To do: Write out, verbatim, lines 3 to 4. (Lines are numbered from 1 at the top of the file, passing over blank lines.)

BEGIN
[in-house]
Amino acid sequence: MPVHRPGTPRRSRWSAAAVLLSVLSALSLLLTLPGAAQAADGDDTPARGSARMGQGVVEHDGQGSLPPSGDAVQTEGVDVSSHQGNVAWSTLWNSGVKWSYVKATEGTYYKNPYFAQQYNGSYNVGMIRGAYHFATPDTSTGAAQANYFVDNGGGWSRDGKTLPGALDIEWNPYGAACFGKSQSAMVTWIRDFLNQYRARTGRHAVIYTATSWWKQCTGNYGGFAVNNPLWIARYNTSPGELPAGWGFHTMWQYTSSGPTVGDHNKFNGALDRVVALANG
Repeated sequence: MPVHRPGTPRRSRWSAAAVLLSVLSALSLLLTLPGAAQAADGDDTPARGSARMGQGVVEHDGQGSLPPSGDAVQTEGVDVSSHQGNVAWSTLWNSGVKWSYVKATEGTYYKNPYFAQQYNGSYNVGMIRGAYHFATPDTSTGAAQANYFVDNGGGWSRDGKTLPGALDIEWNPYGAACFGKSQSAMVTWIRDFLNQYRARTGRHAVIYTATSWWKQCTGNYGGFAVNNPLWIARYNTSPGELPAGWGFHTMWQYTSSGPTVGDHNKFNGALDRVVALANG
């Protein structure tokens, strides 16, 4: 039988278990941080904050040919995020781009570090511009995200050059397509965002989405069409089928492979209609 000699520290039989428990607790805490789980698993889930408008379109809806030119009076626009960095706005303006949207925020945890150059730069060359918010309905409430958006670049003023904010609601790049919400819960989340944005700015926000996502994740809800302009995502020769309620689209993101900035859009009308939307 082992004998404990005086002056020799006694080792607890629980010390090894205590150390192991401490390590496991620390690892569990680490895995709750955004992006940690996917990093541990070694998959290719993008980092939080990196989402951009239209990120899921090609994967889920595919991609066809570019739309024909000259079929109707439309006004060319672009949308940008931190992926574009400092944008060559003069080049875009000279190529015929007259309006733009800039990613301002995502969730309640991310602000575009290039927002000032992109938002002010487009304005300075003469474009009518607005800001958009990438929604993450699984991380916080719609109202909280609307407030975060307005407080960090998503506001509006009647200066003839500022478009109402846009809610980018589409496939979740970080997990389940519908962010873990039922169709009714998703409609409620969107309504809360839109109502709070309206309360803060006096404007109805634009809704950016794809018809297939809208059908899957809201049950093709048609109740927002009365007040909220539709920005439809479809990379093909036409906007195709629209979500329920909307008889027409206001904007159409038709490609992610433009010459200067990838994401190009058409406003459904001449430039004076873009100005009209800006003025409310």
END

Repeated sequence: MPVHRPGTPRRSRWSAAAVLLSVLSALSLLLTLPGAAQAADGDDTPARGSARMGQGVVEHDGQGSLPPSGDAVQTEGVDVSSHQGNVAWSTLWNSGVKWSYVKATEGTYYKNPYFAQQYNGSYNVGMIRGAYHFATPDTSTGAAQANYFVDNGGGWSRDGKTLPGALDIEWNPYGAACFGKSQSAMVTWIRDFLNQYRARTGRHAVIYTATSWWKQCTGNYGGFAVNNPLWIARYNTSPGELPAGWGFHTMWQYTSSGPTVGDHNKFNGALDRVVALANG
């Protein structure tokens, strides 16, 4: 039988278990941080904050040919995020781009570090511009995200050059397509965002989405069409089928492979209609 000699520290039989428990607790805490789980698993889930408008379109809806030119009076626009960095706005303006949207925020945890150059730069060359918010309905409430958006670049003023904010609601790049919400819960989340944005700015926000996502994740809800302009995502020769309620689209993101900035859009009308939307 082992004998404990005086002056020799006694080792607890629980010390090894205590150390192991401490390590496991620390690892569990680490895995709750955004992006940690996917990093541990070694998959290719993008980092939080990196989402951009239209990120899921090609994967889920595919991609066809570019739309024909000259079929109707439309006004060319672009949308940008931190992926574009400092944008060559003069080049875009000279190529015929007259309006733009800039990613301002995502969730309640991310602000575009290039927002000032992109938002002010487009304005300075003469474009009518607005800001958009990438929604993450699984991380916080719609109202909280609307407030975060307005407080960090998503506001509006009647200066003839500022478009109402846009809610980018589409496939979740970080997990389940519908962010873990039922169709009714998703409609409620969107309504809360839109109502709070309206309360803060006096404007109805634009809704950016794809018809297939809208059908899957809201049950093709048609109740927002009365007040909220539709920005439809479809990379093909036409906007195709629209979500329920909307008889027409206001904007159409038709490609992610433009010459200067990838994401190009058409406003459904001449430039004076873009100005009209800006003025409310």